Some individuals are born with a misalignment of their joints that leaves them prone to osteoarthritis. And in some cases, there appears to be a genetic component.

Diagnosing Arthritis

Diagnosing osteoarthritis can be difficult, partly because the disease's symptoms may be mistaken for those of other conditions, including injuries, muscle or spinal-disc problems, or even other forms of arthritis. X-rays and laboratory tests can help rule out other conditions. But perhaps the most valuable diagnostic tool available to doctors is the physical examination, including a medical history and a detailed discussion of the symptoms.

To help your doctor make a diagnosis, be prepared to tell him or her which part of your body hurts; what the pain feels like, when it began, and how long it lasts; what, if anything, seems to trigger the pain or make it worse; when and if you have stiffness or other symptoms; what activities you may have trouble doing; and what, if anything, helps to relieve your pain.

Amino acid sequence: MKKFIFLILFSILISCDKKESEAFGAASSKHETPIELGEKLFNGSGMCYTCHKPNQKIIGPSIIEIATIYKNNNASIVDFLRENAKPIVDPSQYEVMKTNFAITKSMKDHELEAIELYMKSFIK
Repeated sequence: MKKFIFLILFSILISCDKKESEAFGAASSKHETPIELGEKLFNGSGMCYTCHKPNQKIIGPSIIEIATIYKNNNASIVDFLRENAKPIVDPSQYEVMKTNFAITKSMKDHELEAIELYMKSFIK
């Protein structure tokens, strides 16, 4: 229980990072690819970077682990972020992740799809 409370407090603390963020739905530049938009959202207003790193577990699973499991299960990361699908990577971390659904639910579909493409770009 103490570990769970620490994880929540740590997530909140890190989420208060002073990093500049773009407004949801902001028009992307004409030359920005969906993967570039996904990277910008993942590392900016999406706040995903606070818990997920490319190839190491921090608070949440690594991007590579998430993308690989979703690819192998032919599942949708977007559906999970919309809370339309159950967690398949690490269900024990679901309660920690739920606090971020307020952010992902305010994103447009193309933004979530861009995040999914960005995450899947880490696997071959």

Conventional Relief

The best conventional treatment for osteo­arthritis generally involves prescribed exercises to keep the joints flexible, encourage nourishment of the cartilage, and strengthen the surrounding tissues; joint protection, often based on the suggestions of a physical or occupational therapist, to limit further damage; and, when necessary, both drug and nondrug measures to ease discomfort and decrease stiffness. Losing excess weight, eating a nutritionally balanced diet, and getting enough rest are also often part of the treatment prescription.

As noted previously, it is the movement of a joint that forces oxygen and nutrients into the cartilage and removes waste products, thus helping to keep the cartilage healthy. When the pain and stiffness of arthritis set in, however, moving the affected joint is the last thing on many patients' minds.